• In Toronto, a $700,000 4 bedroom home can be rented for $2650/month. That’s a PR ratio of 22 (1/22 gives us a return of only 4.5%). A reasonable return on your investment in the markets is 6%. So it makes more sense to rent.
    • One downside to PR ratio is that it doesn’t take into account all the extra costs that come with home ownership (eg maintenance/condo fees, property taxes, insurance, land transfer tax, etc)
  2. What’s the Cap Rate?
    • Annual Net Operating Income/Cost
    • For the $700,000 house, if the rent is $2650 and operating costs/month is around $500 (property taxes, insurance, maintenance, heat/hydro, etc), the Cap Rate = ($2650-$500)*12/$700,000 = 0.037
    • 3.7% is again below the 6% market return. So rent is better.

If both indicators are flashing green, it might make sense. But if you calculate the PR ratio and Cap Rate in Toronto and Vancouver, you’ll see more red flags than China.

So don’t buy that house. Instead, build a tax-efficient portfolio using index investing and get paid to do whatever you want. And you don’t ever need to time the market because you get paid dividends no matter which way the market goes (even during 2008, we still got paid dividends). All you need to do is rebalance periodically. Simple, straightforward, and stress-free.

And the best part? No matter which way the housing market goes, you win.

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49 thoughts on “A Canadian Housing Crash Worse Than the US?”

  1. Just parroting what Garth’s written, I think the foreign buyer scapegoat argument is bunk, and that the extra money pouring in is from family members, or the Bank of Mom and Dad. That, I think, is much more likely to account for the disparity between average income and average home price: one family member pulling out their own equity, so their progeny can follow the same one asset investment strategy that they did.

    1. Could be. Let’s see what happens. If the 15% offshore buyer tax doesn’t do anything, then you and Garth are probably right.

    2. The Bank of Mom and Dad is STRONG. I met seven of my neighbors. Not one bought their house. Their parents bought it for them or they took over after the parents bought another place.

      Take the median household income and multiply it by 2-3X b/c multi-generation balance sheets are almost always at work when the math doesn’t work on the surface.

      Baby Boomers and older Gen X are the wealthiest generations in the HISTORY of the world. Why? B/c stocks and real estate and bonds are all at record highs.

      There’s more money then we all know!


      1. That’s pretty sad. I mean, if they need their parents to support them, what happens when those parents are no longer around? Who’s going foot the bill then? Also, the money they transfer to their kids would be subjected to taxation.

        1. Vancouver is flooded with immigrants with money. A neighbor bought his house in cash, then bought 4 BMW, one for each family member, I doubt one of them can drive yet. And I live in East Vancouver, which is not be area with good schools and etc.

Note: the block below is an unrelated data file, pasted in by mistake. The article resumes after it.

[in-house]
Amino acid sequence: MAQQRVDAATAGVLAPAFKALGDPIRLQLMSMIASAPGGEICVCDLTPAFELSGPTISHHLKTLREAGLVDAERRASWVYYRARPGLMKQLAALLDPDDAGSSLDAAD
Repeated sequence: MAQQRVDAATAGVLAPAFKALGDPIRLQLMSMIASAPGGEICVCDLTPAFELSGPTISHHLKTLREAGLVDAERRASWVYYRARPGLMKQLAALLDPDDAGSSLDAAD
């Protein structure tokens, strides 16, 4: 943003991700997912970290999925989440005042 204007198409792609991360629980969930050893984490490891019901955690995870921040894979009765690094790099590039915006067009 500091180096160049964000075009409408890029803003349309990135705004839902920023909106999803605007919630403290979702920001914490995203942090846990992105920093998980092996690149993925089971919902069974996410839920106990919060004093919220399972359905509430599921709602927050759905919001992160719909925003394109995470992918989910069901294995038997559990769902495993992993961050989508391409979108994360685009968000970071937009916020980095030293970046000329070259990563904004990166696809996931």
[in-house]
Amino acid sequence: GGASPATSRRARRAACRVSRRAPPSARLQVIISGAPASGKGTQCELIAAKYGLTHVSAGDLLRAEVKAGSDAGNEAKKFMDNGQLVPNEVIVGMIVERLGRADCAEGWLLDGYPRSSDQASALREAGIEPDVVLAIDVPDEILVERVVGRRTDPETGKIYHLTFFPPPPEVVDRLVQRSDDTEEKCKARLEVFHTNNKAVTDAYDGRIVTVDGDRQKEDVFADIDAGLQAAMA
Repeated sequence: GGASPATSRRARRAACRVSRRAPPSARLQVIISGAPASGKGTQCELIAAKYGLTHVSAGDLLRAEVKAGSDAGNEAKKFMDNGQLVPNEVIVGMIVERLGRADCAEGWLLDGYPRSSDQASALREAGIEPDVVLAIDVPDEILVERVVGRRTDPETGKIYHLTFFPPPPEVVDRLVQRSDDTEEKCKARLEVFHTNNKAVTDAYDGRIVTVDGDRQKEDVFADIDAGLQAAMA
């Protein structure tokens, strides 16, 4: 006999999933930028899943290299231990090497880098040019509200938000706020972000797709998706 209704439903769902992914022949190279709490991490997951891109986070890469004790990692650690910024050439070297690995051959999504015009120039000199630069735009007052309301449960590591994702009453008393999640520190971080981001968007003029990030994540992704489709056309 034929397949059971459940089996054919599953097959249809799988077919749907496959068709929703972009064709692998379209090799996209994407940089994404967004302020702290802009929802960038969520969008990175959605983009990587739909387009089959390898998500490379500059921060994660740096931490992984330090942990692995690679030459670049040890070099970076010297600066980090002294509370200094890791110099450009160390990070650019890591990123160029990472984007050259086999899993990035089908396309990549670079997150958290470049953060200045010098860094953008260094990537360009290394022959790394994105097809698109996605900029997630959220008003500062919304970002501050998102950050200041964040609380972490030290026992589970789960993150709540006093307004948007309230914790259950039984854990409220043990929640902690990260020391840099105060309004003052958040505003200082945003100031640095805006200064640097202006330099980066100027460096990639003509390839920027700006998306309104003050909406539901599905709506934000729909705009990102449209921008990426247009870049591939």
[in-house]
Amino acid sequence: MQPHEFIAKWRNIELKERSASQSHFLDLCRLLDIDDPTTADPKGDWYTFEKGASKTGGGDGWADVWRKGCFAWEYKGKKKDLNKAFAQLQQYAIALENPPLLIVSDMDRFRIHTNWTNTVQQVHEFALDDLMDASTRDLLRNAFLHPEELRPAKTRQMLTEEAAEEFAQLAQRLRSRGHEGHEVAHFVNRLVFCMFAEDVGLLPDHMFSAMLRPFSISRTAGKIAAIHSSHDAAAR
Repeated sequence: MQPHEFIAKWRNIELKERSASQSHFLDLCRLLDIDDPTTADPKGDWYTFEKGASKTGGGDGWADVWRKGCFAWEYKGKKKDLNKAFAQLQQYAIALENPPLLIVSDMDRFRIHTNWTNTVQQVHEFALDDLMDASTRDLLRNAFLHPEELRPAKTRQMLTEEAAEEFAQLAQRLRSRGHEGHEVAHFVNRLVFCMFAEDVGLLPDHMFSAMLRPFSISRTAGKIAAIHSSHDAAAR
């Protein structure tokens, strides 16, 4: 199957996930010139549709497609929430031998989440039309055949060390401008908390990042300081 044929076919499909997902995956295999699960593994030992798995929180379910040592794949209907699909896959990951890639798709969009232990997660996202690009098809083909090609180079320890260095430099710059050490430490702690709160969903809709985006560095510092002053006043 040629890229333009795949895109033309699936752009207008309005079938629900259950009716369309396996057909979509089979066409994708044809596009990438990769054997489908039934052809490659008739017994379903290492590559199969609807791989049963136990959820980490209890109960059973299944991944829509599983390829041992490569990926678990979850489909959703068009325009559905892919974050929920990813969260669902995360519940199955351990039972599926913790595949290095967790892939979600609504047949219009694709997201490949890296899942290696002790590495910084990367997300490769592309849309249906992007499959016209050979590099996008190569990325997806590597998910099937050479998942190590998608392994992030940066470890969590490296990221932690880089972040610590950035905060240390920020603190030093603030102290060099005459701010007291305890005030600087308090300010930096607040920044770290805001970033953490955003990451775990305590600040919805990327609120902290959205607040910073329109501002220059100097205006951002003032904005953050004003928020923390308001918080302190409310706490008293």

The people who immigrate to Vancouver, the first generation, I’d say are pretty wealthy. I recall all they did was shopping,fishing, traveling, and casino. There was a time tour bus to casinos in Seattle was a popular business. People were rich and had so much time and didn’t know what to do. School was joke back then too, half the people I know drove a brand new car in high school, have the latest gadget, and only stresses out on where to hang out after school –(most of time in Richmond). Their parents either are retired, or have a business outside Canada. I knew a poor guy who hung out with those folks, and struggled to keep up because he wasn’t rich. And this was just a mediocre public high school. Imagine what the people in the nicer schools are doing.

          They were Taiwanese, then Hong Kong people from the 90s, now it’s mainland Chinese.

          Now that we’re in the second generation, the money gets passed down. I often feel Vancouver is a playground for immigrants. Locals barely do well.

          1. Do you think the 15% offshore property transfer tax will have any effect? If housing really is driven up by foreign money, would they even bat an eye at an extra 300,000 on $2 Million? My thinking is that it’s not JUST the “wealthy immigrants”. The flippers /speculators are worsening the problem.

            1. Yes the 15% will have an impact, but I doubt it will be large. The fire started already.

              I personally think because there is an influx of money into the market, speculators and realtors are jumping in to ride the wave. And poor Canadians finally couldn’t wait anymore and jumped in anyways.

              If there is a bubble, the rich people won’t be affected, the *last* speculators and realtors will be affected and Canadians will be burned!

              Essentially, I think foreign money started this, but what’s keeping this going is speculators and Canadians. I would not buy in Vancouver at the moment.